Round here, it's very common to start lettuce in pots/polytunnels.
Samuel Morton wrote:I read on the packet that the lettuce seeds must be sown outdoors
Check, this is the only way we get corn in the NW - corn sown to early when its too cold or wet rots in the field. Beware of mice even when starting in the greenhouse though
John Elliott wrote:
Actually, corn can be transplanted,
That sounds like way lots of trouble. I have always sown carrots and radishes into the field. Carrot seeds are tiny.
John Elliott wrote: And carrots too, but you have to gently tease them out of the starter pot with a toothpick and get it transplanted when it is only about an inch tall, while the root is still fairly short.
I've never seen a reason to transplant beets - I'm sure you can transplant beet or carrots if you need to though
John Elliott wrote: The general rule is that root crops are best started out in the field and not transplanted, but beets (beetroot to you UKers) are another exception to that rule, as long as they are still small.
I've done both - it depend how many bean you're putting in. Its a big seed.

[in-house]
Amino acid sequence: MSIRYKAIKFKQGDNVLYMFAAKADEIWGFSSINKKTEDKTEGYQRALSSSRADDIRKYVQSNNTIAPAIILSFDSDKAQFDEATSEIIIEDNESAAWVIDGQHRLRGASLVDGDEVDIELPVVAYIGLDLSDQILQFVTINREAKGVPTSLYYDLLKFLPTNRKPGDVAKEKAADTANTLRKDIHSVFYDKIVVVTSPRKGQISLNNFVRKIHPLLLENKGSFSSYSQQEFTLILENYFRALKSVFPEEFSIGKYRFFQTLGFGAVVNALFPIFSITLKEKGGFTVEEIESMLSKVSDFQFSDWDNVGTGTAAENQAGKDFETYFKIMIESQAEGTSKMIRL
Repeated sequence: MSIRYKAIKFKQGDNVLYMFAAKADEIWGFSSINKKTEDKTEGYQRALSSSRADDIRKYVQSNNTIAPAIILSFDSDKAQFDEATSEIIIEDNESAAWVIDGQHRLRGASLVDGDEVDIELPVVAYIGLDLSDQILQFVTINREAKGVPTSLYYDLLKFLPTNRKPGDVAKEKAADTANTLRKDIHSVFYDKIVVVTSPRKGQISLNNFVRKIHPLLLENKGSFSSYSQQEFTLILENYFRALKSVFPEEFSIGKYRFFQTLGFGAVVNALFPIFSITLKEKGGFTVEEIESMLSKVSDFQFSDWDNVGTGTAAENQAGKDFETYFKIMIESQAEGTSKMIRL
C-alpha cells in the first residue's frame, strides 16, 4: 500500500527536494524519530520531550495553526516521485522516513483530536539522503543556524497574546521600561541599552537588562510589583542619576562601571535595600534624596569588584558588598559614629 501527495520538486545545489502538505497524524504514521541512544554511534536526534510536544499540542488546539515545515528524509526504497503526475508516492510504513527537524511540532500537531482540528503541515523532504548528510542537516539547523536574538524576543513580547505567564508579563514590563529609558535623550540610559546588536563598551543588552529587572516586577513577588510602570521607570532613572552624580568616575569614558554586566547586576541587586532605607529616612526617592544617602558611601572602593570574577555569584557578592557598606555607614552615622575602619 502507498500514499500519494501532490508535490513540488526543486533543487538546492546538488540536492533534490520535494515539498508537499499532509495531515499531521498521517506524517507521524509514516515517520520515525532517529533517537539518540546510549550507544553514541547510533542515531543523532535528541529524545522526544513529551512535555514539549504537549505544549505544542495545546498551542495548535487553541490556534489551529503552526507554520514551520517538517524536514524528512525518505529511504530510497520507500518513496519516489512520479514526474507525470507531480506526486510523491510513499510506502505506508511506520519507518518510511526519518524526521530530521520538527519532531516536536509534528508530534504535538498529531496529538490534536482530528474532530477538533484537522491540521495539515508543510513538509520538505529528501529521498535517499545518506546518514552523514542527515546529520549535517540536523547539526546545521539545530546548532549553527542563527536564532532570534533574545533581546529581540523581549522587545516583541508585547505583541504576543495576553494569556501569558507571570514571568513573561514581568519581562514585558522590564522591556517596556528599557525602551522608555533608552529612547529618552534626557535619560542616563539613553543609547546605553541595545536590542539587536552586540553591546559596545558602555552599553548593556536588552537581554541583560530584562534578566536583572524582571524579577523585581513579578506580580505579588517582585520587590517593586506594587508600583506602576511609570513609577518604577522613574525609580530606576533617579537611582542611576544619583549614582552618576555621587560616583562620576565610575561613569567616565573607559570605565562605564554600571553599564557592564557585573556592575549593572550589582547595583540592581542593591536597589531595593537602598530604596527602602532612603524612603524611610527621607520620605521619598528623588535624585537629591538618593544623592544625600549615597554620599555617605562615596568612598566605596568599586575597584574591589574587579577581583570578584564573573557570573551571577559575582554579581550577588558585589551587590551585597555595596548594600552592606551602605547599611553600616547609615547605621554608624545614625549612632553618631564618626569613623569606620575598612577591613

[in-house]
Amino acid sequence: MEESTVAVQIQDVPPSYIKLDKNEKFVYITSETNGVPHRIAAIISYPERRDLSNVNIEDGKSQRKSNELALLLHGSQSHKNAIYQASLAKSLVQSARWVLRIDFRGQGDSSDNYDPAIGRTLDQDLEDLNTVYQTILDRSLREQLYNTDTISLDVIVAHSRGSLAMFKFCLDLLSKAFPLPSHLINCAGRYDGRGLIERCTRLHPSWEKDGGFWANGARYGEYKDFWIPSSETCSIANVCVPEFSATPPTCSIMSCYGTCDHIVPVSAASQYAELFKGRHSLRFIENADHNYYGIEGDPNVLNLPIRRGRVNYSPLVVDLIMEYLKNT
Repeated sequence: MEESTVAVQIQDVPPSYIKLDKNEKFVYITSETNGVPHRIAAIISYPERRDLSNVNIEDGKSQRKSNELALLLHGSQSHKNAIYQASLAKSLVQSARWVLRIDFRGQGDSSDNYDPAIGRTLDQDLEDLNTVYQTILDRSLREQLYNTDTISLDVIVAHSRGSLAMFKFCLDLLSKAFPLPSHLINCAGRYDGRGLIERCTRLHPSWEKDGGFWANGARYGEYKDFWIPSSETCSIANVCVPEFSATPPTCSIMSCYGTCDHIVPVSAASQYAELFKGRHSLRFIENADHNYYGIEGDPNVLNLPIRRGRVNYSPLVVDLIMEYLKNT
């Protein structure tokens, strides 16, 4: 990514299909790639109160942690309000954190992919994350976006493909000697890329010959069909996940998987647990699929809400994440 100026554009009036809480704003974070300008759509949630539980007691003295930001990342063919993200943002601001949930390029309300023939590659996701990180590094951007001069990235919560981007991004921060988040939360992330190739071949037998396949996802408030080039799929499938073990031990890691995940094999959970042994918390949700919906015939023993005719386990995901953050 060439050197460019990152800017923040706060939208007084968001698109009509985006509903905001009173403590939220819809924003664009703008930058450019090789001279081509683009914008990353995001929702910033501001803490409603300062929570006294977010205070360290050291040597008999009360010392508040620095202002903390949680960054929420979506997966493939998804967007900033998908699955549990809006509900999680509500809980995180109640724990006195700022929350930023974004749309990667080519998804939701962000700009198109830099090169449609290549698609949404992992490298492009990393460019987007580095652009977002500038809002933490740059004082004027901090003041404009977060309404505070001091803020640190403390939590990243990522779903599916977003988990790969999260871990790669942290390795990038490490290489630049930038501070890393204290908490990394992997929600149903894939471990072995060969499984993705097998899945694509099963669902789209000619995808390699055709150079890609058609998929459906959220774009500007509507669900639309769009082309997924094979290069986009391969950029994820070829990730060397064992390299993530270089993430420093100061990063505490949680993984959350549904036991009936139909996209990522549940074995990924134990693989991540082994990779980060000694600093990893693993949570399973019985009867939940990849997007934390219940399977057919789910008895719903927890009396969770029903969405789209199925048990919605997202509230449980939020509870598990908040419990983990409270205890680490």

John Elliott wrote: Beans are another general category that is best sown in the field.
John Elliott wrote: I find that the larger the starter pot, the easier it is to have success with transplants. Rather than start a dozen plants in an egg carton, each one to its own well, start them together in a 6" diameter pot, where they may have 4"-8" of soil to put roots down into. In my experience, there is more stress on the seedling to be in some cramped thimble for the first couple of weeks than to be separated later from its siblings and set out into the garden.
Jen Shrock wrote:I would like to also throw out the question about the soil blocks (pot-less) methods and if things that are normally tempermental to transplant can be sucessfully transplanted when propigated in soil blocks instead of actual pots?